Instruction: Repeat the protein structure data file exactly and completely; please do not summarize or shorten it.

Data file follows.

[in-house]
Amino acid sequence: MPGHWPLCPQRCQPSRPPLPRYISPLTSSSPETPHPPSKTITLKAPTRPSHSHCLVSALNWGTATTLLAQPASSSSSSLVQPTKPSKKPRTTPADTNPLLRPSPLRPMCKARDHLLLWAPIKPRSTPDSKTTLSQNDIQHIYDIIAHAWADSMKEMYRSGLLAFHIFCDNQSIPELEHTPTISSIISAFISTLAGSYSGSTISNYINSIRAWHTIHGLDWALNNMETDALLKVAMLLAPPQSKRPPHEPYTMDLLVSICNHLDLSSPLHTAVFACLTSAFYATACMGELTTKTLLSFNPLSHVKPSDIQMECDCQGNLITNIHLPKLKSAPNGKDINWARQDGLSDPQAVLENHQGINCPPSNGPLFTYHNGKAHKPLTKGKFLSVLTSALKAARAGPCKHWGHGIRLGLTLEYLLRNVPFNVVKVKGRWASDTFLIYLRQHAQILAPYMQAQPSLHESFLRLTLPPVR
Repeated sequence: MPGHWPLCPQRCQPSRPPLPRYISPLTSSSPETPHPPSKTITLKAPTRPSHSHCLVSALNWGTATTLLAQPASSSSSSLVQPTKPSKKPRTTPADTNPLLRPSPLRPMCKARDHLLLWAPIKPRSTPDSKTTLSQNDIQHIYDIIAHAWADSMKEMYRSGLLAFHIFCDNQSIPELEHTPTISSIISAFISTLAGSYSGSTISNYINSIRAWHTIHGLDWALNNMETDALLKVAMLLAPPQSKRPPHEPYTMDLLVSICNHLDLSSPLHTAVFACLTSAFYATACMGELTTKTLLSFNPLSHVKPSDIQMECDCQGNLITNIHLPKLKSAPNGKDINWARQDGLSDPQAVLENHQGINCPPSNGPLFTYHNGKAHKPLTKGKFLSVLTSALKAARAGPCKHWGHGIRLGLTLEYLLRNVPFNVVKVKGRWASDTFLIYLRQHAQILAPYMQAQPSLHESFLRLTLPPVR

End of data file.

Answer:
[in-house]
Amino acid sequence: MPGHWPLCPQRCQPSRPPLPRYISPLTSSSPETPHPPSKTITLKAPTRPSHSHCLVSALNWGTATTLLAQPASSSSSSLVQPTKPSKKPRTTPADTNPLLRPSPLRPMCKARDHLLLWAPIKPRSTPDSKTTLSQNDIQHIYDIIAHAWADSMKEMYRSGLLAFHIFCDNQSIPELEHTPTISSIISAFISTLAGSYSGSTISNYINSIRAWHTIHGLDWALNNMETDALLKVAMLLAPPQSKRPPHEPYTMDLLVSICNHLDLSSPLHTAVFACLTSAFYATACMGELTTKTLLSFNPLSHVKPSDIQMECDCQGNLITNIHLPKLKSAPNGKDINWARQDGLSDPQAVLENHQGINCPPSNGPLFTYHNGKAHKPLTKGKFLSVLTSALKAARAGPCKHWGHGIRLGLTLEYLLRNVPFNVVKVKGRWASDTFLIYLRQHAQILAPYMQAQPSLHESFLRLTLPPVR
Repeated sequence: MPGHWPLCPQRCQPSRPPLPRYISPLTSSSPETPHPPSKTITLKAPTRPSHSHCLVSALNWGTATTLLAQPASSSSSSLVQPTKPSKKPRTTPADTNPLLRPSPLRPMCKARDHLLLWAPIKPRSTPDSKTTLSQNDIQHIYDIIAHAWADSMKEMYRSGLLAFHIFCDNQSIPELEHTPTISSIISAFISTLAGSYSGSTISNYINSIRAWHTIHGLDWALNNMETDALLKVAMLLAPPQSKRPPHEPYTMDLLVSICNHLDLSSPLHTAVFACLTSAFYATACMGELTTKTLLSFNPLSHVKPSDIQMECDCQGNLITNIHLPKLKSAPNGKDINWARQDGLSDPQAVLENHQGINCPPSNGPLFTYHNGKAHKPLTKGKFLSVLTSALKAARAGPCKHWGHGIRLGLTLEYLLRNVPFNVVKVKGRWASDTFLIYLRQHAQILAPYMQAQPSLHESFLRLTLPPVR